KUSA- A local company wants to make space exploration more affordable by making it accessible to everyone.
"We're trying to come up with a system that makes space more affordable for universities to do research [and] for private individuals to go and do research," said ExoTerra founder Michael VanWoerkom. "There's so much in space that we haven't discovered yet, that we don't even know to look for yet and we're limited to just a couple missions a year right now. If we can get the cost of this down we can open space up and explore different nooks and crannies of space that we didn't even think to look at yet."
VanWoerkom founded ExoTerra in 2011. Right now, it has just 9 employees, most of them are former engineers from Lockheed Martin.
"We've got a lot of experience working a lot of different space programs and we decided we wanted to go off on our own and see if we could find ways to make space more affordable, " VanWoerkom said.
ExoTerra hopes to launch its SolRider spacecraft to the moon in 2016. Instead of launching it on a rocket, they plan to utilize a rideshare program to dramatically cut costs.
WATCH VIDEO SIMULATION OF MISSION HERE :http://bit.ly/1cM0Eo0
"There will be a large satellite - your typical $500 million satellite launched on top of large atlas rocket, and what we'll do is ride in basically just a little spot on the side of the vehicle that they reserve for payload capability," he said. " We squeeze inside of there because we use such an efficient fuel system."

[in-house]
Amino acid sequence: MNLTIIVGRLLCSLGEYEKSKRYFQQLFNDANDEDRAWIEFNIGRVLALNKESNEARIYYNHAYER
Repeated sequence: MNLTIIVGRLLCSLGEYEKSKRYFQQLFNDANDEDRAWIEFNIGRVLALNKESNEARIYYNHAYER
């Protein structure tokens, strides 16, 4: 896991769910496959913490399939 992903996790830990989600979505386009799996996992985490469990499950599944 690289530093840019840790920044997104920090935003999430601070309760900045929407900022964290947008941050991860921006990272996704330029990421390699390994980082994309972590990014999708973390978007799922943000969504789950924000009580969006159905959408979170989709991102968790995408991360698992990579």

It helps them keep the cost under $10 million, which is cheap compared to other space missions. But it's still a lot of money. VanWoerkom and his company came up with the idea to use the crowdfunding site Kickstarter to help fund the mission and generate excitement about space exploration in general.
SolRider Affordable Space Explorer: http://kck.st/1fT3FH7
"It's hard to describe the feeling of knowing you put something up there and we're trying to share that with everybody and let everybody say, 'Hey, I put something up there. I was part of that mission I put something on the moon.'"
They're trying to raise $5 million for the mission, by offering unique incentives.
"We're allowing people to send what we call the right stuff to the moon. What that is, is up to the person who's sending it, as long as it's less than 10 grams and the U.S. Postal Service mails it we'll send it to the moon for you," he said.
There's space on the SolRider for about 15,000 items. That includes room for 100 items weighing 10 grams, 300 5-gram items, 1,500 1-gram items and 12,500 calling cards.
"We also offer what we call a little lunar calling card. It's a small picture on a kapton sheet, and also you can put a little Tweet on it so you can send a picture of yourself and a message to the moon," VanWoerkom said.
There's also an option for a selfie for the moon, or you can sign up to receive a live video feed from the moon during the SolRider mission.
ExoTerra hopes to launch the SolRider in 2016, but it will take it about a year to reach the moon.
"Whatever science instruments come along with us, as well as taking the selfies and the live video feed and that sort of stuff, we'll do that for one year," he said.
After that they'll deorbit the spacecraft from around the moon.
"It's not a soft landing. It's a rather high impact landing that we land in dramatic fashion. But we get everybody's stuff there and the mission will conclude," he said. "We're not promising it will be in one piece but that's not really the idea of the mission. The idea is that you can look up in space and see the moon there and know, 'Hey I sent something there. I was part of a space mission and it's not something everybody can do.'"
For more about the company and its mission click here: http://www.exoterracorp.com/ or visit their FACEBOOK page.
Right now the deadline to reach their $5 million goal is January 17. So far they've raised nearly $10,000.
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